That's how you talk about the economy?

After the 2012 Newton school shooting, Goldie took to the media to declare she'd given up her own firearm. It's a shame she can't also give up violent imagery when discussing politics.

It's a real shame

And not just because she's one of the few faces MSNBC has who actually has a face for TV but because she's know more real violence than most ever will.  

Whether you agree with her decision to give up her gun or not, hopefully, you do respect that she was trying to do her part to get society to step away from violence.  But that effort is undermined when she takes to the airwaves to serve up violent imagery in a conversation about politics.

Some are bothered by her calling a CNN host a "mofo."

I don't really care about that. 

I do think we are growing to accustomed to violence, to torture, too removed from reality with regards to it and I don't see how discussing the economy by referring to a bridge being blown up gets us away from a culture of violence.

If I'm spending more time on this specific issue, it's not just because I strongly believe our political conversations are too often promoting violence, it's also because I honestly believe Goldie Taylor is an important voice and I honestly think she can do much better than resorting to violent imagery to get her points across. 

We need a functioning press if the First Amendment's going to mean anything in this country and we don't currently have one.

This was driven home especially on the last day of the year when one idiot echoed another.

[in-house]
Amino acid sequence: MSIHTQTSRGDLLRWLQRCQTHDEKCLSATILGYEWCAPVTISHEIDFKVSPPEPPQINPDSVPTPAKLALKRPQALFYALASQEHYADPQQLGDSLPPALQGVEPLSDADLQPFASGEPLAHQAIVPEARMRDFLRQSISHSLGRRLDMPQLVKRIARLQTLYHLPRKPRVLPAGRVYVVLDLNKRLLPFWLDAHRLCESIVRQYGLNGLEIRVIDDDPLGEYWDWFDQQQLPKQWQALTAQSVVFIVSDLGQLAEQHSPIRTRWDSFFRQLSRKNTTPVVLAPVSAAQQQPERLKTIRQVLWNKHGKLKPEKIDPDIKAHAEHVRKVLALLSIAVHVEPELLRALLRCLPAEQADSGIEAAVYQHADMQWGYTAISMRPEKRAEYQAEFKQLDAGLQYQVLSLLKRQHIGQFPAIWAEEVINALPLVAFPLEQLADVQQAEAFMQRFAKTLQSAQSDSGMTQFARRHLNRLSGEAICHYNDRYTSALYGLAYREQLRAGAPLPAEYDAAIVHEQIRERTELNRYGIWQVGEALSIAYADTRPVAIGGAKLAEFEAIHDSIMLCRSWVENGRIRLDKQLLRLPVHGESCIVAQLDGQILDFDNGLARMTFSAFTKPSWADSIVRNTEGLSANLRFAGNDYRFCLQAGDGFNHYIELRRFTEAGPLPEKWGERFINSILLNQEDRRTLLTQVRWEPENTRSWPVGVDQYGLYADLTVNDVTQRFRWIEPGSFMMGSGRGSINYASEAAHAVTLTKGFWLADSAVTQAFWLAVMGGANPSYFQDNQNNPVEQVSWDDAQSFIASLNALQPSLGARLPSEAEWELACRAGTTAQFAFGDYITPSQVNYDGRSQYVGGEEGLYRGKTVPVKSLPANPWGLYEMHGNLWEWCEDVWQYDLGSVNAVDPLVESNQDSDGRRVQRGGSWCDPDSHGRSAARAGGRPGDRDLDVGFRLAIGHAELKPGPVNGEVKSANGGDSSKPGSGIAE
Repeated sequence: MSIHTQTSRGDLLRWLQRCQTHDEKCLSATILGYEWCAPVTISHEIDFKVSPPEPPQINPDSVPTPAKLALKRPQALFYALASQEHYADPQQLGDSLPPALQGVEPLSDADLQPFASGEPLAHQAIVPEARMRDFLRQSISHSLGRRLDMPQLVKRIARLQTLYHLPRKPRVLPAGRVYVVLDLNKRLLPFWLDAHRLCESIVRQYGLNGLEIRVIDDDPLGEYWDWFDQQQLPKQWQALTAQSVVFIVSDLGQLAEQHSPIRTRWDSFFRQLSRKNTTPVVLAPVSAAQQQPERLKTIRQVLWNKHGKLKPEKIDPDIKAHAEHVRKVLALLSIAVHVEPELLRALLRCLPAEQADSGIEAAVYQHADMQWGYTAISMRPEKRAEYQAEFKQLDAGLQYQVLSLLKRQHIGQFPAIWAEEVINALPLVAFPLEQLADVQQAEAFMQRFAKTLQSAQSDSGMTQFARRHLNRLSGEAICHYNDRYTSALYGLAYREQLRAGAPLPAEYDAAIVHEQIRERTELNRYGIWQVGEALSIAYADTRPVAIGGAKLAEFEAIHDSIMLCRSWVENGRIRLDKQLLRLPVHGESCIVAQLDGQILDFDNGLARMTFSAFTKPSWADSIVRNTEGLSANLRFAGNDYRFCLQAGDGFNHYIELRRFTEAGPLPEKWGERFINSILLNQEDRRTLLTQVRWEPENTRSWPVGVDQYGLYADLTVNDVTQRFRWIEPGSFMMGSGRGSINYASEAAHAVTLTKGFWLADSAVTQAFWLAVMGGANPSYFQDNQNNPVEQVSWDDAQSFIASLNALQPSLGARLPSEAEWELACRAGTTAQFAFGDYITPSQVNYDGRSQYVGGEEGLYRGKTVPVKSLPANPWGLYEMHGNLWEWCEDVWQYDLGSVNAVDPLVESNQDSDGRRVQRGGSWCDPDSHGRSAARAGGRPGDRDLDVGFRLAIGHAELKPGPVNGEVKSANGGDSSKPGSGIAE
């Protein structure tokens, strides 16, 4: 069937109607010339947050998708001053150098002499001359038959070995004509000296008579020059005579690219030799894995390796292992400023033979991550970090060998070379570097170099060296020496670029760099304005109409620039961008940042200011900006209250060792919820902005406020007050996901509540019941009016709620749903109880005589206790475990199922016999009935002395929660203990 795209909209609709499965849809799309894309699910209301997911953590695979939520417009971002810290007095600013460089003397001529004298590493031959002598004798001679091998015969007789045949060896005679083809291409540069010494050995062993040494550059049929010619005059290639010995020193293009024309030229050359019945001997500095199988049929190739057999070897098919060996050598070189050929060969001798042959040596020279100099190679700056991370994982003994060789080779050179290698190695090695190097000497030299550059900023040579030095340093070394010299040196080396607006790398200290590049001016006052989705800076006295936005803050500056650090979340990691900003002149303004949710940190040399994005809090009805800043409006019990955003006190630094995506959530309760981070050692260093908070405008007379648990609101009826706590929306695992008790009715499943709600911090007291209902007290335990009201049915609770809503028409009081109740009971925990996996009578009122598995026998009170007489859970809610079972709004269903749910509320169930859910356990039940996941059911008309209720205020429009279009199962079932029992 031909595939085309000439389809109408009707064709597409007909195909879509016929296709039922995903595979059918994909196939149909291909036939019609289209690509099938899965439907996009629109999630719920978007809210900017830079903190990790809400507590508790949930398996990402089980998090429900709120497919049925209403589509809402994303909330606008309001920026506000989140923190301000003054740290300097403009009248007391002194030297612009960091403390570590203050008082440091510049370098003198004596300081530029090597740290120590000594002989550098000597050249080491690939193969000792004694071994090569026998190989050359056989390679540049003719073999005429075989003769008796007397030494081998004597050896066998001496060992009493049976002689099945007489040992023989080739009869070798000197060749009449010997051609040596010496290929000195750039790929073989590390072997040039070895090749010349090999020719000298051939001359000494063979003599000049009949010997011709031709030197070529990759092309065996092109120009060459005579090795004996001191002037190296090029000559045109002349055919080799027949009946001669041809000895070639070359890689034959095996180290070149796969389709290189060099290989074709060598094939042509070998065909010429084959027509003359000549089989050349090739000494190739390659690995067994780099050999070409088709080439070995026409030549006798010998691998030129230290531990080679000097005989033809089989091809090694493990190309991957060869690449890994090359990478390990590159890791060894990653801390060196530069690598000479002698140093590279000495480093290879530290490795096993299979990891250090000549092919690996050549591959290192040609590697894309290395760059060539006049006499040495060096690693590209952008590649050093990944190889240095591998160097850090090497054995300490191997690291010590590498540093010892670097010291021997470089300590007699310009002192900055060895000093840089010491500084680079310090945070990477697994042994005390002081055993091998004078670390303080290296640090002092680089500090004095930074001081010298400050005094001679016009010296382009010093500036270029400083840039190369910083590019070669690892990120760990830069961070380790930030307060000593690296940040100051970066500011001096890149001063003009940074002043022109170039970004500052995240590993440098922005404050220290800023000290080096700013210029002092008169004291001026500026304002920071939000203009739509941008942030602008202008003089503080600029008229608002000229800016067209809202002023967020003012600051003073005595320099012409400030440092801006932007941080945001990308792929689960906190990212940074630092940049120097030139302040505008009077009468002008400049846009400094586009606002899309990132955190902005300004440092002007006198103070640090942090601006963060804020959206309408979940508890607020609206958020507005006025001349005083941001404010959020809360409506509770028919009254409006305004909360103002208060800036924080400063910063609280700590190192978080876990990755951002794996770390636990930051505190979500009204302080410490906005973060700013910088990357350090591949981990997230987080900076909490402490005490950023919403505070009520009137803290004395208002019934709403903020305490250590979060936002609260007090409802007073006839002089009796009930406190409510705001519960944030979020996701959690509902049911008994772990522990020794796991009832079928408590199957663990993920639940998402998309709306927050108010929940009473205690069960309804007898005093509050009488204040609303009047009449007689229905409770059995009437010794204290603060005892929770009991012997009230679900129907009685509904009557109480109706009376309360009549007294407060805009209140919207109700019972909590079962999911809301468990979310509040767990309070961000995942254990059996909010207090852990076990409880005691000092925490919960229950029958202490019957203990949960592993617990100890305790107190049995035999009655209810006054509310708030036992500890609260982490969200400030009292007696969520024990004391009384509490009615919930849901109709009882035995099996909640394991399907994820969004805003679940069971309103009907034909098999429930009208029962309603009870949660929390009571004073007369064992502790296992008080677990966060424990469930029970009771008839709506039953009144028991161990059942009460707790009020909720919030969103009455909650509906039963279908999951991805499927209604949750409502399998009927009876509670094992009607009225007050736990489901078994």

Bob Somerby blogged the following:

Here’s what Krugman said:

KRUGMAN (8/3/04): Reading the Script

A message to my fellow journalists: check out media watch sites like, and It's good to see ourselves as others see us. I've been finding The Daily Howler's concept of a media “script,” a story line that shapes coverage, often in the teeth of the evidence, particularly helpful in understanding cable news.
Krugman was on the right track. For his full column, click here.

Bob Somerby found that praise worthy.  Because he's really not that smart.

Look at what Krugman's saying and it's wrong in two ways.

First off, Krugman's recommending journalists check out three sites: Campaign Desk, Media Matters and The Daily Howler.

By 2004, Somerby's site was pretty much worthless and would remain that for a good many years.  This is where Somerby begins insisting that the Swift Boating of John Kerry was so much kinder than what was done to his college roommate Al Gore.

I'm not a fan of Al Snore.  I did donate to his campaign and to the recount effort and I did vote for him in 2000.  But I'm not a fan.  I've known John for years and maybe that (I like John as a person) and my distaste for Al Gore leads me to feel that Kerry was treated worse.

I'll allow that.

I'm not an idiot like Bob Somerby who seems to think his hero worship of Al doesn't impact his judgment calls.